Once there was a generation of ladies who knew the talents of needlework, and those talents were often displayed in their handkerchiefs. In my collection are examples of crochet, both on borders and open work on corners.
The time and effort, as well as the skill, meant that many of these handkerchiefs never came near a nose. There was an old saying: "One for show and one for blow." The clever ladies in Japan sometimes had pockets in their kimono--the left sleeve for a less expensive, plain hankie and the right sleeve for the fashionable, elegant one intended only for show.
In the era of the coronavirus, we can identify with the mothers of the 1800s when teachers, placing more emphasis on hygiene, began inspecting the handkerchiefs children brought to school each day, requiring one that was fresh and clean. Mothers respected the idea of enforcing better hygiene, but sending their children to school each day with a fresh white hankie was challenging. Their solution--a clean white hankie for the teacher's inspection but another one in their pocket made from colored calico or other scraps of fabric less expensive and easier to wash.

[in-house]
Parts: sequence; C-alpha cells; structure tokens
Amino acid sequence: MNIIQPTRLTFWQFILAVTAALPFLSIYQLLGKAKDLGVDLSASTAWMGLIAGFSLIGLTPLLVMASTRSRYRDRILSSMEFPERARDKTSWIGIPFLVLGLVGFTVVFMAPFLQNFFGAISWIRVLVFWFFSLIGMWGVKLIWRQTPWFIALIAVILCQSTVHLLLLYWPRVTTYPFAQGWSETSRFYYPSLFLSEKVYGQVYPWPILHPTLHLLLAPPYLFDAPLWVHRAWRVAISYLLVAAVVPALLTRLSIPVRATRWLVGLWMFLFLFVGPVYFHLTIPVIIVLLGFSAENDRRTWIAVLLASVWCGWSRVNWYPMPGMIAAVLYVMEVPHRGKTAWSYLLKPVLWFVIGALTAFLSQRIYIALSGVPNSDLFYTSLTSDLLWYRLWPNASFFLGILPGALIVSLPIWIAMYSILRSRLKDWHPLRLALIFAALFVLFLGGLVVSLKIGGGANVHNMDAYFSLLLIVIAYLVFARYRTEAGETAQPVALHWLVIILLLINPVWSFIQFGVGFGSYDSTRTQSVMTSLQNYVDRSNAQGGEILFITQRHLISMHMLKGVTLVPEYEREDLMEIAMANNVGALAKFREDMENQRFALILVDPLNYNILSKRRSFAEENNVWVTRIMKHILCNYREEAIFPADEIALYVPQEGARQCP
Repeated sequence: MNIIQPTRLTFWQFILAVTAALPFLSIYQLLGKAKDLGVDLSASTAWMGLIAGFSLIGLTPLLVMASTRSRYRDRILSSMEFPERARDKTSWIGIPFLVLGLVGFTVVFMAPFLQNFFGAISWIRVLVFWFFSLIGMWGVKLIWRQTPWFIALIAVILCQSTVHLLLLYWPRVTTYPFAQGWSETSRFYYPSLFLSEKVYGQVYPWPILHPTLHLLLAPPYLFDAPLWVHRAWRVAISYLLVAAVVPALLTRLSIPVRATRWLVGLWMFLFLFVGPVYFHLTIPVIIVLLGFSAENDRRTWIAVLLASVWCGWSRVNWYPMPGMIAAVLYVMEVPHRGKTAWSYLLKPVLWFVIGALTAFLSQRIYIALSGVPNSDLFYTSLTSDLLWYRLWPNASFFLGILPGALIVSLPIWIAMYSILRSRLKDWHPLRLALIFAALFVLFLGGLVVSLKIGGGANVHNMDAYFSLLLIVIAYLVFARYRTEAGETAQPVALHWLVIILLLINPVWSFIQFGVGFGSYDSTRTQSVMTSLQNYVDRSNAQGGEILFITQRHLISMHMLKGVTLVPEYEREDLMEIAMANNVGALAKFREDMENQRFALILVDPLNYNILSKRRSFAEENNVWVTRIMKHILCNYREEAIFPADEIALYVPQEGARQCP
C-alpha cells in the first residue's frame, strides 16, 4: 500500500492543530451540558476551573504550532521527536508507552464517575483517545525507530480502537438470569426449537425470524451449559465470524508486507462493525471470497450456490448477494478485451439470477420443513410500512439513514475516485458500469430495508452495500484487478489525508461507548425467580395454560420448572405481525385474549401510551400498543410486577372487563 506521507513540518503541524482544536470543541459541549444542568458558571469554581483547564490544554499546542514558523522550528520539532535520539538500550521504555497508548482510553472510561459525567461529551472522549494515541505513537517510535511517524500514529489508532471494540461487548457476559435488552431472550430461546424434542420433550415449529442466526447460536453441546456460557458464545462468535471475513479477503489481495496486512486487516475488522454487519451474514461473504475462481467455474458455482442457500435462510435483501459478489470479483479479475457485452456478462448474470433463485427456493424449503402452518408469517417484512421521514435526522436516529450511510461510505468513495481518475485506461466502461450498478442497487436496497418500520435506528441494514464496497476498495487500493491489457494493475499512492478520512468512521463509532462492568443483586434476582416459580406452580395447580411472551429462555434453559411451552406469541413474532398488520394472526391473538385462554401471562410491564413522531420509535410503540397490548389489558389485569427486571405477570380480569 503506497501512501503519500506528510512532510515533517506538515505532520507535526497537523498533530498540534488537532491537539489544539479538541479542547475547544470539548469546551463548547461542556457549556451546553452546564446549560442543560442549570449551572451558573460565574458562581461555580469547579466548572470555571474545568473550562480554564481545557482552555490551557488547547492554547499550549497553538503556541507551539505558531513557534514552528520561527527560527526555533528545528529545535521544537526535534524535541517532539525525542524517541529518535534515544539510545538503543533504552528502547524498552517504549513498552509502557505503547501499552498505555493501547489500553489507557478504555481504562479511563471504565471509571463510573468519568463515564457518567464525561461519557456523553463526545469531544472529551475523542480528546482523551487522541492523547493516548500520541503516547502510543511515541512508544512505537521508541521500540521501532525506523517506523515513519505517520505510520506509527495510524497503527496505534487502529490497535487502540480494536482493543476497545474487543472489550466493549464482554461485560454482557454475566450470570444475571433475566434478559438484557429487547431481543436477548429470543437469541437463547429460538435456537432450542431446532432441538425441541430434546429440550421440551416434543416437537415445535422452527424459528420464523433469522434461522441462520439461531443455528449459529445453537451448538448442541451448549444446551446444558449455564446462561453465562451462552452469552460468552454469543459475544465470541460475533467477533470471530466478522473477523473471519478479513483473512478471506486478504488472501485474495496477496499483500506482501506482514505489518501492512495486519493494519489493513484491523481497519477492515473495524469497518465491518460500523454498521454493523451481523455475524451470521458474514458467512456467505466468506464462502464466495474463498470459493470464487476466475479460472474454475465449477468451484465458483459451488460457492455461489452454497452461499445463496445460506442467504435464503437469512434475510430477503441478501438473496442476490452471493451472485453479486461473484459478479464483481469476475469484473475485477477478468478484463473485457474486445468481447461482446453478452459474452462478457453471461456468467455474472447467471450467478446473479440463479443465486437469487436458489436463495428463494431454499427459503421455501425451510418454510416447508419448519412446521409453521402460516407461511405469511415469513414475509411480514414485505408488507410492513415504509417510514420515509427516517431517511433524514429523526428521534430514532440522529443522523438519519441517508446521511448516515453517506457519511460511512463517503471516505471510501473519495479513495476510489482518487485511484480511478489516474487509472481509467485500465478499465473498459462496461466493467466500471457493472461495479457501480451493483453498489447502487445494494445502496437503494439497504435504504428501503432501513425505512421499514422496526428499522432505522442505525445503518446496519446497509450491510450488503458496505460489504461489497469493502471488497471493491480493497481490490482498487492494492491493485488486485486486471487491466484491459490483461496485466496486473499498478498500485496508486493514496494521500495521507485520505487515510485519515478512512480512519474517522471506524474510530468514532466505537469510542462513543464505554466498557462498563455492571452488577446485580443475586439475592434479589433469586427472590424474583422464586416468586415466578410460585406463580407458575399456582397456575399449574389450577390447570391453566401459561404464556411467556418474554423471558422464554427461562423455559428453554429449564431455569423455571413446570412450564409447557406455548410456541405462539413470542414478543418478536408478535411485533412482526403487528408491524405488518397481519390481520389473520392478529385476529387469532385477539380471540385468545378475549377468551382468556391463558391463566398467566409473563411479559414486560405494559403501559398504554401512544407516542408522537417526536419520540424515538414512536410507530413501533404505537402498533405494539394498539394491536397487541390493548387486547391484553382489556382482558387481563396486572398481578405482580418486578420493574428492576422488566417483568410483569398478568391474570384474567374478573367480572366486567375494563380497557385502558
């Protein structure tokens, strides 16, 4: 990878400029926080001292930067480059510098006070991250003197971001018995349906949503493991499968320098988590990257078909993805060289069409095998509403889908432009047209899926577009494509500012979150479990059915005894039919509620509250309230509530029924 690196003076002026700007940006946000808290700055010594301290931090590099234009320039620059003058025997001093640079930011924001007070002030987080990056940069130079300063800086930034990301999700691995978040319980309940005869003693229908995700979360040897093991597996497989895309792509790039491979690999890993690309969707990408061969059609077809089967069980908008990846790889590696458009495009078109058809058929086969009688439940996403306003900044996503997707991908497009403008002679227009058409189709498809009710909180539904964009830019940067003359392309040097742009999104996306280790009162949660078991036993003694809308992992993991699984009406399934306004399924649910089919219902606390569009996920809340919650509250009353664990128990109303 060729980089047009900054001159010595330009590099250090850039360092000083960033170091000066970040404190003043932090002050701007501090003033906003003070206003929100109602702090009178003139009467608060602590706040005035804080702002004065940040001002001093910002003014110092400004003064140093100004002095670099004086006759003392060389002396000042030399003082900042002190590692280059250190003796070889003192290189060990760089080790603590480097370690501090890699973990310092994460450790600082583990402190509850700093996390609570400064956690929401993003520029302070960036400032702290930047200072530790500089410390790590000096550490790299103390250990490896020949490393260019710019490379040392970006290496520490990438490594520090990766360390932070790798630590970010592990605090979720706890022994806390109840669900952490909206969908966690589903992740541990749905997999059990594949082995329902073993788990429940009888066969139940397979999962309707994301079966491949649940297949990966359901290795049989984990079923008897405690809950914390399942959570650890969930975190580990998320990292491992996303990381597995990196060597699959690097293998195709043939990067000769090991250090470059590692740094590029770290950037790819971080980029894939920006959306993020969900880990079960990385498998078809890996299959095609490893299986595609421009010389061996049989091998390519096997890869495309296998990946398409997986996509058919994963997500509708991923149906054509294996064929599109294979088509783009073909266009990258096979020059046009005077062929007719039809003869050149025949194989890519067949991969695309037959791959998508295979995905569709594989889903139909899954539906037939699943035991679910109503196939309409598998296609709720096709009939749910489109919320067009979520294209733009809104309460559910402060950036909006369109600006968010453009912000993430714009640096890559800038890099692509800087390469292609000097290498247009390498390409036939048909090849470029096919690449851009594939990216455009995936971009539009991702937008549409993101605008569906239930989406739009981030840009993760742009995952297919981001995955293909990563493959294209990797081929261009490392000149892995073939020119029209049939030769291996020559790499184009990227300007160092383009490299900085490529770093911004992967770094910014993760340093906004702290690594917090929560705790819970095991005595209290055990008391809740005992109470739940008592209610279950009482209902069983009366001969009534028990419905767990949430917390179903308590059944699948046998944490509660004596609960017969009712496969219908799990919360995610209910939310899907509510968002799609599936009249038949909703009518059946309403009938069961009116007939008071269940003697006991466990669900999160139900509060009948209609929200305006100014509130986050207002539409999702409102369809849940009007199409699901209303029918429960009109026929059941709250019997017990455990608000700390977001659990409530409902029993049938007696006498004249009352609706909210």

Surprisingly, printed handkerchiefs date back to the early years of our nation. It is said that Martha Washington created a handkerchief to promote her husband. One collector has a handkerchief from England that is printed with King Edward's abdication speech.
My favorites are the white-on-white hankies, with the decorative changes in texture and subtle designs in various white threads. One in my inherited collection was even turned into a doll for gifting.
If you missed last week's blog, you may want to scroll back to it to see the elegant needlework of my grandmother, Maude Wilson Hawk.
You can click on images to enlarge.